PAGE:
INDEPENDENT NEWS

NZ Child Protection Expert Flies To Pakistan

Published: Fri 14 Oct 2005 01:57 PM
NZ Child Protection Expert Flies To Pakistan

Heather MacLeod in Darfur, Sudan.
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With thousands of people dead and missing, the tracking and tracing of children is becoming a key concern for aid agencies working in earthquake-struck Pakistan. International Child Protection expert, New Zealander Heather MacLeod is on her way to Pakistan to start child protection programming.
"There is a huge need for family reunification and tracing, and we need to try and prevent further separation of children from their families," says World Vision NZ's CEO Helen Green. "Separation can happen in the days following a disaster, especially when children are treated at medical facilities without their parents, and when children were pulled from the rubble and their parents weren't around."
Hospitals and clinics have been asked to keep the clothes of the children who are admitted.
"The highest priority has to go to the youngest children, who can't tell us anything about themselves. It's vital for them that family tracing activities are undertaken as soon as possible," says Mrs Green.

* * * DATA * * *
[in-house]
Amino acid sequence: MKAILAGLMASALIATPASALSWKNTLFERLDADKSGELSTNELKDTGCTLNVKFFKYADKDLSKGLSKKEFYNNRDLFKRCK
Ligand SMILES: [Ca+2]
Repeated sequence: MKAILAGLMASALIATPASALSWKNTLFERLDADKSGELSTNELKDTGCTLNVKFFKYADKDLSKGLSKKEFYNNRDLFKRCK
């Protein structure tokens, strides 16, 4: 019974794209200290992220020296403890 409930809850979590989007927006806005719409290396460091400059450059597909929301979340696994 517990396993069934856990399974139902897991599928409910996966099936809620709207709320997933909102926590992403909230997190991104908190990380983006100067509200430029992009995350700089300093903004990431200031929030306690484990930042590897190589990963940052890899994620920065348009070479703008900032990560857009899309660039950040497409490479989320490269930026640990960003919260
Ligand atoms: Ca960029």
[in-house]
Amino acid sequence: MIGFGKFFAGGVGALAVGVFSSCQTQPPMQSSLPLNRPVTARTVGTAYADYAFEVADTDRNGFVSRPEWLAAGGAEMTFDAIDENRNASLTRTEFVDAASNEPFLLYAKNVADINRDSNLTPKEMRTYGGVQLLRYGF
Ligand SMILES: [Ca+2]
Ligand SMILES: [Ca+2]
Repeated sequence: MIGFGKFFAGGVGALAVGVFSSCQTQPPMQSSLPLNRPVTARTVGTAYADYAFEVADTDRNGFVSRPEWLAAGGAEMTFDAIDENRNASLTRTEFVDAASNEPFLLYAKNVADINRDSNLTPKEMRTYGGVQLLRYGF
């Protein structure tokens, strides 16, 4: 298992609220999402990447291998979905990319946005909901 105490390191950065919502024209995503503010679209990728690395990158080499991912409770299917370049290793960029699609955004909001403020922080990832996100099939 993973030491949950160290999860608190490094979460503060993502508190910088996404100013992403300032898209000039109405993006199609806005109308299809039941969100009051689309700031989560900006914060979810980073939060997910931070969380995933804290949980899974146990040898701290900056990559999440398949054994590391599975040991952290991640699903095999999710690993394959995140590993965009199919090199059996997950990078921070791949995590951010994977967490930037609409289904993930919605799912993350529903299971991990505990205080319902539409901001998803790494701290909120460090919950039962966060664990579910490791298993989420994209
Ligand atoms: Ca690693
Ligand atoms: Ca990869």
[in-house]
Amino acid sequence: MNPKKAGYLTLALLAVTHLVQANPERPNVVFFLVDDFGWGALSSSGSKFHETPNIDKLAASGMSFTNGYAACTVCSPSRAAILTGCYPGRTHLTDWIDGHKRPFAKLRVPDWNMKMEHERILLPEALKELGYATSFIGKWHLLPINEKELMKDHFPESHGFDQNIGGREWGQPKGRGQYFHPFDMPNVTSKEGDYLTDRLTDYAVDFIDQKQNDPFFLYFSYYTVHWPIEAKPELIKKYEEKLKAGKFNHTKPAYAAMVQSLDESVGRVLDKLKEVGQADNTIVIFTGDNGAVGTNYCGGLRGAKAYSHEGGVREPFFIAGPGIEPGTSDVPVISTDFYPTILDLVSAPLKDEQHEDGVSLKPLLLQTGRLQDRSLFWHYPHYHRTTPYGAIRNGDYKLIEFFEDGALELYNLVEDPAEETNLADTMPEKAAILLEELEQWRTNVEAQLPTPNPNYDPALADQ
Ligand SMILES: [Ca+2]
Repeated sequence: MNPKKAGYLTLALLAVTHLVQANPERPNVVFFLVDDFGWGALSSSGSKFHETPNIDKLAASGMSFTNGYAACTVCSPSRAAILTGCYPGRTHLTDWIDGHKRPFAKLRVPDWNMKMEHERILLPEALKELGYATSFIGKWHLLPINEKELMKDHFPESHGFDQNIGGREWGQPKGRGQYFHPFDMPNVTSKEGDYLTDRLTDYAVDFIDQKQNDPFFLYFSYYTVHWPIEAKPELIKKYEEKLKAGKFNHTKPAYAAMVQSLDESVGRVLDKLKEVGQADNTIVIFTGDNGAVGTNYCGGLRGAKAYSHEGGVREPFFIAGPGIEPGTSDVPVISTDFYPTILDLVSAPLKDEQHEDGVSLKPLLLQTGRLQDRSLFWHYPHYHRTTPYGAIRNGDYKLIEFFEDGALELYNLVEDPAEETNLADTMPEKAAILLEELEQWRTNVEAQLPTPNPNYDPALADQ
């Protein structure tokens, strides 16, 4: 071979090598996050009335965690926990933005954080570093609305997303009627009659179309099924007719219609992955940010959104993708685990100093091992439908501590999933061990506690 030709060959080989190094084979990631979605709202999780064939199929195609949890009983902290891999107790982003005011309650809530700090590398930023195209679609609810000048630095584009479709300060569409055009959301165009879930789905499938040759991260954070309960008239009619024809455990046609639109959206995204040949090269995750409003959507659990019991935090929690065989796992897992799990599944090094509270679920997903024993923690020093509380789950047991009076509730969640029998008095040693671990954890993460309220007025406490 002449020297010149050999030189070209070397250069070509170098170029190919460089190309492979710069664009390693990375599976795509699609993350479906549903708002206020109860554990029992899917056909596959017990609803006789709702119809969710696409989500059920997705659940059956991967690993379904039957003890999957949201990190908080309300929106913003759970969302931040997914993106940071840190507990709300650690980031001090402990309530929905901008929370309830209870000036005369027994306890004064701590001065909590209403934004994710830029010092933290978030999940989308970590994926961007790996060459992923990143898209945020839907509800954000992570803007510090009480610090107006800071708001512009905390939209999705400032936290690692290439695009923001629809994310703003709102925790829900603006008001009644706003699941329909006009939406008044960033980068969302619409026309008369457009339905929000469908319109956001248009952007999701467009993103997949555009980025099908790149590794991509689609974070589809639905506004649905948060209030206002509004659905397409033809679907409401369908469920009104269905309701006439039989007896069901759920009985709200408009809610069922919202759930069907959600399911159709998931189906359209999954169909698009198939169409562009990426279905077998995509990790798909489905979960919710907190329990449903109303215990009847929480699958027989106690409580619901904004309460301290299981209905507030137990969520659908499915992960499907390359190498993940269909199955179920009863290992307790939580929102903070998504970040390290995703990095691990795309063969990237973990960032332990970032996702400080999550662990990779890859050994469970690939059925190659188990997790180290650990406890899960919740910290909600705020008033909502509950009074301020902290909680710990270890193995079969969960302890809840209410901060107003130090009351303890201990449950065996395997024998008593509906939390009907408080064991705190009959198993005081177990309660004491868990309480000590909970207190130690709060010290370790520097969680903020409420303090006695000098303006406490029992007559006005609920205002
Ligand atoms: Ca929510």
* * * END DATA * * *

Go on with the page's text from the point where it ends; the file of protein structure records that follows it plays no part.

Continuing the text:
World Vision is establishing Child Friendly Spaces around the ruined villages, as they did under Heather MacLeod's supervision, in the Tsunami affected areas,in Darfur camps in Sudan, and after the Bam earthquake in Iran.
"These child friendly areas are essential for children's physical and mental safety. They're safe, protected from the threat of abduction or trafficking, and they can be reunited more easily with family. We establish schooling as soon as possible, in these Child Friendly Spaces, and that helps with a return to normalcy and lessens the trauma of what they've been through," says Mrs Green.
Meanwhile a World Vision assessment team has headed into the remote northern regions to assess villages which have not been reached yet. The only means of travel are helicopter and donkey. Helicopters are in short supply, so the team are travelling by donkey, taking with them heavy winter quilts for distribution.
ENDS

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